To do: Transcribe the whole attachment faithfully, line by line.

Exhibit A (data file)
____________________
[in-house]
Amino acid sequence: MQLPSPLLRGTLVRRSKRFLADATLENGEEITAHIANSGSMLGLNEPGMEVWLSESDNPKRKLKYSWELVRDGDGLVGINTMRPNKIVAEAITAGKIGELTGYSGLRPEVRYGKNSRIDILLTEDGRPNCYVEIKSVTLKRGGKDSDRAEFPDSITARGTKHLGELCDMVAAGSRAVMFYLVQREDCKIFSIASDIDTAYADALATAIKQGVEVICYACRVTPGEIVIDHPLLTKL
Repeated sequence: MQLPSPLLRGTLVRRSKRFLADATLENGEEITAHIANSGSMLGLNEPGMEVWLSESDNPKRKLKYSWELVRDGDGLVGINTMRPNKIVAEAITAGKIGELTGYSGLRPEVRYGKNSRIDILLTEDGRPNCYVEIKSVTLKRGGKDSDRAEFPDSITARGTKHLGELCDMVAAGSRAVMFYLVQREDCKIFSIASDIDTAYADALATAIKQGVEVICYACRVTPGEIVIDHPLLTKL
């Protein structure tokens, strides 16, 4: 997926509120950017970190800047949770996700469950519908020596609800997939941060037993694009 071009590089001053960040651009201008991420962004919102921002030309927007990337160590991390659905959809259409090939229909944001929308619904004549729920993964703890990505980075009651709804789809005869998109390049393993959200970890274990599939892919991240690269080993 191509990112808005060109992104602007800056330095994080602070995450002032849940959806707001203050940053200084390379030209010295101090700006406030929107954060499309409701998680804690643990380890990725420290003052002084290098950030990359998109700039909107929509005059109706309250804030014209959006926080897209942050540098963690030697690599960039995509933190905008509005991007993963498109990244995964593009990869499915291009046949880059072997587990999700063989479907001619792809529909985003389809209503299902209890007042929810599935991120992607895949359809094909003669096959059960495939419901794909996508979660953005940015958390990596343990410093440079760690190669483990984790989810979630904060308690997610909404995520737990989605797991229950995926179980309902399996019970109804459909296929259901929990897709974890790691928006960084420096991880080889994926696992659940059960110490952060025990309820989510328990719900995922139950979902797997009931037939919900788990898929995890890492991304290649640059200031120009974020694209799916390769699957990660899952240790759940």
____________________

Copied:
[in-house]
Amino acid sequence: MQLPSPLLRGTLVRRSKRFLADATLENGEEITAHIANSGSMLGLNEPGMEVWLSESDNPKRKLKYSWELVRDGDGLVGINTMRPNKIVAEAITAGKIGELTGYSGLRPEVRYGKNSRIDILLTEDGRPNCYVEIKSVTLKRGGKDSDRAEFPDSITARGTKHLGELCDMVAAGSRAVMFYLVQREDCKIFSIASDIDTAYADALATAIKQGVEVICYACRVTPGEIVIDHPLLTKL
Repeated sequence: MQLPSPLLRGTLVRRSKRFLADATLENGEEITAHIANSGSMLGLNEPGMEVWLSESDNPKRKLKYSWELVRDGDGLVGINTMRPNKIVAEAITAGKIGELTGYSGLRPEVRYGKNSRIDILLTEDGRPNCYVEIKSVTLKRGGKDSDRAEFPDSITARGTKHLGELCDMVAAGSRAVMFYLVQREDCKIFSIASDIDTAYADALATAIKQGVEVICYACRVTPGEIVIDHPLLTKL
């Protein structure tokens, strides 16, 4: 997926509120950017970190800047949770996700469950519908020596609800997939941060037993694009 071009590089001053960040651009201008991420962004919102921002030309927007990337160590991390659905959809259409090939229909944001929308619904004549729920993964703890990505980075009651709804789809005869998109390049393993959200970890274990599939892919991240690269080993 191509990112808005060109992104602007800056330095994080602070995450002032849940959806707001203050940053200084390379030209010295101090700006406030929107954060499309409701998680804690643990380890990725420290003052002084290098950030990359998109700039909107929509005059109706309250804030014209959006926080897209942050540098963690030697690599960039995509933190905008509005991007993963498109990244995964593009990869499915291009046949880059072997587990999700063989479907001619792809529909985003389809209503299902209890007042929810599935991120992607895949359809094909003669096959059960495939419901794909996508979660953005940015958390990596343990410093440079760690190669483990984790989810979630904060308690997610909404995520737990989605797991229950995926179980309902399996019970109804459909296929259901929990897709974890790691928006960084420096991880080889994926696992659940059960110490952060025990309820989510328990719900995922139950979902797997009931037939919900788990898929995890890492991304290649640059200031120009974020694209799916390769699957990660899952240790759940």